India’s Davis Cup captain Mahesh Bhupathi was peeved when questioned if his team’s choice of a grass court had been vindicated at the end of day one. “Are you trying to be funny?”, the non-playing captain snapped at a reporter.

Considering that the All India Tennis Association had requested for a special exemption from the International Tennis Federation to host the tie on Kolkata’s grass, the choice was unquestionable, given the Italian team’s fondness for clay.

At the end of day one, however, India were down 0-2. Although it’s quite possible another choice would have proved just as disastrous, grass is also unforgiving: an error or a mis-step would push India’s chances to the brink, as both singles players and the captain admitted after a trying Friday.

India had clinched their only Davis Cup win against Italy on the grass of the Calcutta South Club in 1985, but this was a daunting proposition. Their number one singles player, Prajnesh Gunneswaran is ranked 102nd in the world, but Italy had three in the top 60, including Andreas Seppi, the most experienced of them all. Irrespective of their preference for non-grass surfaces, they were always going to be too strong for the Indians.

Ramkumar Ramanathan was first up on court. The Indian world number 131 was up against Andreas Seppi, 37th in the world and a 15-year-veteran of the Davis Cup. The Tamil Nadu lad clocked some big serves, which Seppi would acknowledge later, but would fail to capitalise on the pivotal moments, including a break point at 4-3 up in the first set. Ramkumar would lose the first set 4-6 after being broken immediately after Seppi’s hold, and the second set, which finished 6-2, was a mere procession.

“The first shot and first serve in grass is very important. Clay you can get away with it if you play a semi-decent shot and he [Seppi] started returning well. I didn’t have a look on his serve in the second set and I didn’t hold mine either after I went for extra, feeling the pressure of his returns,” admitted Ramanathan.

Seppi, to his credit, had upped his game in the second set, playing some delightful passing shots and constantly put Ramanathan’s volleys under pressure. “With slices, the bounce was low. It also made it difficult to him [Ramanathan] to volley. He was under pressure a little more as a result, on his first serve, so I played from the baseline,” said Seppi after the match.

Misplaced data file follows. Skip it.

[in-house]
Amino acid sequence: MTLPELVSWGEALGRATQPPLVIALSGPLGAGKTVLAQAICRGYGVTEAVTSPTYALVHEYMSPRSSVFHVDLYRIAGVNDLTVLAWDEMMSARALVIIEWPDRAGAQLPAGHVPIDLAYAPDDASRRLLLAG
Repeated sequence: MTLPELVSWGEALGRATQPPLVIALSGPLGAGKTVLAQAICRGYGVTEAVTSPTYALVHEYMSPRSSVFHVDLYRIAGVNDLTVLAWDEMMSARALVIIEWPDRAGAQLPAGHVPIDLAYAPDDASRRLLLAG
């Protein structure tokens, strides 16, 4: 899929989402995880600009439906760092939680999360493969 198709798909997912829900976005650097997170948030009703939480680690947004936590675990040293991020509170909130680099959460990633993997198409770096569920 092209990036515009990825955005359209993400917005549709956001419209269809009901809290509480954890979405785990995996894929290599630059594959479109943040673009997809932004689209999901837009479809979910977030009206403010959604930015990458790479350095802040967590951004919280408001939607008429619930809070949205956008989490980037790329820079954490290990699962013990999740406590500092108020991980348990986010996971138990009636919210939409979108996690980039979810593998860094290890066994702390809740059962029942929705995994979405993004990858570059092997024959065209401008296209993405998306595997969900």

Both players felt that Ramkumar’s inability to convert his solitary break point was pivotal in the larger context of the match. “I made the return but I hesitated to go to the net. I was feeling the nerves and tension at that moment,” Ramkumar said. Two double faults in the next game would give Seppi a break which he would use to win the set. Small margins, but then the Indians learnt it the hard way.

Next, Prajnesh Gunneswaran, a player who’s had to overcome a number of injuries in his rise to India’s top-ranked singles player. The one quality that stood out in his game on Friday, and what puts him a notch above the rest on the Indian circuit is his willingness to fight. He went down 4-6, 3-6 to Matteo Berrettini, but the Italian had a monster first serve and the best players in the world would have a tough time contending with it.

“He had a good first serve, but I lost the first service game in both sets. Once that happened, I fell behind and I didn’t take my chances. The momentum swung decisively in his favour,” Prajnesh reflected on his match.

Berrettini cranked up the pressure on his serve, hitting top speeds of 210, 215 and at one point, 224 km per hour. The Italian had five inches and 10 kilos on his opponent, and once he got that serve going, it was always going to be difficult.

Bhupathi echoed the sentiments of his players. “We’ve done it against China [come back from 0-2 down]. Stranger things have happened. Hopefully, we win the doubles and Prajnesh has some momentum to work with. The format is fast and you can get behind the eight-ball pretty fast,” he said.

Italian non-playing captain Corrado Barazzutti was giving no hints away. “We have the entire night to think about it. We might still change our doubles combination. Let’s see,” he suggested.

Rohan Bopanna and Divij Sharan are scheduled to play the doubles against Simone Bolelli and Marco Cecchinato. Barazzutti, a 1976 Davis Cup champion, may have other tricks up his sleeve, to put India out of the tie before the reverse singles.

For now, India are, perhaps, left wondering what if.